Van Bramer Demanded Protected Bike Lanes on 43rd and Skillman. He’s Been MIA Ever Since.

Now contemplating a run for borough president, the western Queens council member has gone silent about a major improvement for the borough's bike network he endorsed last year.

Council Member Jimmy Van Bramer, podium, speaking in April alongside Flor Jimenez, whose partner Gelacio Reyes had been killed biking on 43rd Avenue 12 days earlier. Photo: David Meyer
Council Member Jimmy Van Bramer, podium, speaking in April alongside Flor Jimenez, whose partner Gelacio Reyes had been killed biking on 43rd Avenue 12 days earlier. Photo: David Meyer

At the request of local Council Member Jimmy Van Bramer, in November DOT announced plans for protected bike lanes on 43rd Avenue and Skillman Avenue. Now the project is languishing, and Van Bramer hasn’t done anything to move it along.

Last April, Van Bramer stood with the family of Gelacio Reyes at the intersection on 43rd Avenue where a driver had struck and killed him 12 days earlier. He called on the city to make the street “safe for every single New Yorker, every single moment of every single day.”

“One of the things that I believe we need is a protected bike lane, right here on 43rd Avenue — a protected bike lane all the way from, essentially, Queens Boulevard all the way to Roosevelt Avenue that would keep cyclists safe,” he said at the time.

Seven months later, DOT delivered, presenting plans for 2.6 miles of protected bike lanes and 30 new painted pedestrian islands along 43rd Street and its westbound counterpart, Skillman Avenue [PDF]. The redesign would close much of the gap in safe bike infrastructure between the Queens Boulevard bike lane and the Queensboro Bridge.

Soon after, Van Bramer and Queens Community Board 2 announced a public town hall with DOT about the project on December 19. But on December 18, Van Bramer sent out an email saying the town hall had been postponed.

More than two months later, the town hall still hasn’t been rescheduled.

Van Bramer, now contemplating a run for Queens borough president, has done nothing to advance the redesign he demanded in April.

The DOT plan converts unprotected bike lanes on Skillman Avenue and 43rd Avenue to parking-protected lanes. Image: DOT
The DOT plan converts unprotected bike lanes on Skillman Avenue and 43rd Avenue to parking-protected lanes. Image: DOT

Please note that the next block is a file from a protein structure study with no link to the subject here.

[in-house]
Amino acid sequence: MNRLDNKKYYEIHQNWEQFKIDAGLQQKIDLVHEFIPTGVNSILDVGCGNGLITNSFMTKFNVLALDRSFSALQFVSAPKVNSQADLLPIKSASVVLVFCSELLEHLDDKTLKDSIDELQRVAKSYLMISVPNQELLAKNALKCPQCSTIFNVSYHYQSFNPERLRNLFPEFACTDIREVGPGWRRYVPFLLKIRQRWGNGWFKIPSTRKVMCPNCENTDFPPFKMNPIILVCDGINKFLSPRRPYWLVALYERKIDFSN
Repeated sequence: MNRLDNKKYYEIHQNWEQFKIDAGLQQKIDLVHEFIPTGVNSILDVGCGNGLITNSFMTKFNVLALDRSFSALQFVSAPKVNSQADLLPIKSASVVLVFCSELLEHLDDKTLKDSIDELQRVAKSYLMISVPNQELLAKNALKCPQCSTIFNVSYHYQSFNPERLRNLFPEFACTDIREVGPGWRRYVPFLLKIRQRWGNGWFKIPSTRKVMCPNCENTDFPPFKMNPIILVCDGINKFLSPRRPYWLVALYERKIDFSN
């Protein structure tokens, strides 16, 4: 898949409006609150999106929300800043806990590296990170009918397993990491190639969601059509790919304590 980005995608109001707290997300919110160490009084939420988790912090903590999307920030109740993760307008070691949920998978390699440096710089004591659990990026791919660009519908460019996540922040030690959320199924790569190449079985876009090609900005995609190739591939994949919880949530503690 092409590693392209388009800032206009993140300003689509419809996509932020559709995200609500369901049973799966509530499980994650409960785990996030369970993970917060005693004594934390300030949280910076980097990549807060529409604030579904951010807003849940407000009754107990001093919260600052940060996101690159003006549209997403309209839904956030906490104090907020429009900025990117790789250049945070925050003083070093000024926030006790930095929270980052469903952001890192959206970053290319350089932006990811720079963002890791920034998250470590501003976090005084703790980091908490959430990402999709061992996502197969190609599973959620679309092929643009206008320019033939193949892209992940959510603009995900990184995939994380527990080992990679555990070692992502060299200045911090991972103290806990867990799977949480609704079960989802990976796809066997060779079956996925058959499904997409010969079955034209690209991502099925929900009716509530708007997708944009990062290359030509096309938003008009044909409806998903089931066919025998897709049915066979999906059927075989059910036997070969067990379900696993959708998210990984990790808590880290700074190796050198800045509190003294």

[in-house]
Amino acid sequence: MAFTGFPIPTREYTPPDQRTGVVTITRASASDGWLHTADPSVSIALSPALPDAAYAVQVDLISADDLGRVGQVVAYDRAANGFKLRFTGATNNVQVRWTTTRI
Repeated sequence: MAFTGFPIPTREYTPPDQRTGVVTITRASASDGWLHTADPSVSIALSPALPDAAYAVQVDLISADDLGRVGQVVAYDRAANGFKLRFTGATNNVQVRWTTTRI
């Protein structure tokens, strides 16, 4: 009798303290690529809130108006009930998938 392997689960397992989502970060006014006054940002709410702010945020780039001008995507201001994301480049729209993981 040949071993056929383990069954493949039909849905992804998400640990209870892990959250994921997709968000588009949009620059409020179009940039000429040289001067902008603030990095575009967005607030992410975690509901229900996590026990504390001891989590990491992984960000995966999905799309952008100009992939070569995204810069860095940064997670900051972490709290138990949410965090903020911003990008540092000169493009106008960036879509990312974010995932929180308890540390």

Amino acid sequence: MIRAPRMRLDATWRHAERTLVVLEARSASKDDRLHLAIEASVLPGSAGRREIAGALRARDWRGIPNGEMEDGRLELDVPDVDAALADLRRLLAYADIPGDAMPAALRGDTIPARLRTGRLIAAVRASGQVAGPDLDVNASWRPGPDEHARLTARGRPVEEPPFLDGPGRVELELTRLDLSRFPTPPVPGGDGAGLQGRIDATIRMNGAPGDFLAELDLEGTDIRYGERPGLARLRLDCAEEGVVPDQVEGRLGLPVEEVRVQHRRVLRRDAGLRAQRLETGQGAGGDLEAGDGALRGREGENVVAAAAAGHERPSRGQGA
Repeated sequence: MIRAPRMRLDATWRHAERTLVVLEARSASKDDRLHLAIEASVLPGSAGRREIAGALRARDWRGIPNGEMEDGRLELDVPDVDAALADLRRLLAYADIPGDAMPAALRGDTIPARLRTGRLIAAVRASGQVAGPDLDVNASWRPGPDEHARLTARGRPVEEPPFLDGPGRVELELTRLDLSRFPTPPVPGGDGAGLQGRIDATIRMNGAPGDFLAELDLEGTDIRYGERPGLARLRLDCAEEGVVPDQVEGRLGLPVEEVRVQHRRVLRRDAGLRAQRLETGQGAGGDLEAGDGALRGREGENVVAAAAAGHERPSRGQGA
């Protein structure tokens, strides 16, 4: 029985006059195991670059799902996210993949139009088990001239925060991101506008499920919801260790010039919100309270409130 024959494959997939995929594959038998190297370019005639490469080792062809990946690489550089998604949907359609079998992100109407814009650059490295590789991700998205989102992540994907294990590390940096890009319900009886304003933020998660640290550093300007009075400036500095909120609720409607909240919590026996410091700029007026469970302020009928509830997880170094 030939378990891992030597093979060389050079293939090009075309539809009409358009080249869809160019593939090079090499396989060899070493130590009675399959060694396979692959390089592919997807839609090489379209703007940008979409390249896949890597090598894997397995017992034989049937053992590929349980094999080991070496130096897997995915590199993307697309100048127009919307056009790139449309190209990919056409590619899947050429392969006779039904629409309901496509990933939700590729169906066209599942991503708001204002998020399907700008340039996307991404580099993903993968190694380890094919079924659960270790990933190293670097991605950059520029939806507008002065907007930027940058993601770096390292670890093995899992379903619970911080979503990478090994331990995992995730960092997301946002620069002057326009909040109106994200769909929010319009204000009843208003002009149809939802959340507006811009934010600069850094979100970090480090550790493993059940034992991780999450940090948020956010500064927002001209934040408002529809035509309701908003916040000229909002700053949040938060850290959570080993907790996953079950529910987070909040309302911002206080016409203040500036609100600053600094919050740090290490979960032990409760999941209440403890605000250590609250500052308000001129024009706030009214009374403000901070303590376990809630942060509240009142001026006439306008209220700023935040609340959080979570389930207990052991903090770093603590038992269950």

Instead, he’s said his support is contingent on creating a safer pedestrian crossing at P.S. 11 on Skillman Avenue between 54th Street and 55th Street.

“I will not entertain any plans to change Skillman or 43rd Avenue, and even contemplate bike lanes, until P.S. 11 is taken care of,” Van Bramer said in January. In response, DOT said it will review the location for a signalized crossing or all-way stop sign.

That was seven weeks ago. Streetsblog contacted Van Bramer’s office for an update on his position this morning and has yet to hear back.

Meanwhile, the conditions that led to the death of Gelacio Reyes remain unchanged. One of the most important bike connections in Queens is just as dangerous as when Van Bramer called for action last year.

On Sunday, Queens residents will rally at the Sunnyside St. Pat’s For All parade to call on Van Bramer to make the redesign a reality. To participate, head to 41-15 Skillman Avenue this Sunday at 1:30 p.m.

  • QueensWatcher

    I’ll say that a safer crossing at P.S. 11 would be a good addition and the mixing zones DOT proposes for Right Turns, are a mistake and should be deleted. That will allow the restoration of a few parking spots, which is not really my concern, but would help make this proposal more palatable to the Community Board and area residents/businesses. Hopefully, DOT and JVB can find the compromise solution.

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This concept for a protected bike lane on 43rd Avenue in Sunnyside emphasizes safety for cyclists and pedestrians at intersections. Image: Max Sholl

Yes, There’s Room for a Protected Bike Lane on 43rd Avenue

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In April, a drunk driver killed Gelacio Reyes, 32, on 43rd Avenue at 39th Street as he biked home in the early morning from work in Midtown Manhattan. Now advocates are renewing their call for DOT to install a protected bike lane on 43rd Avenue and its westbound counterpart, Skillman Avenue, which connect the Queensboro Bridge to the protected bike lanes on Queens Boulevard.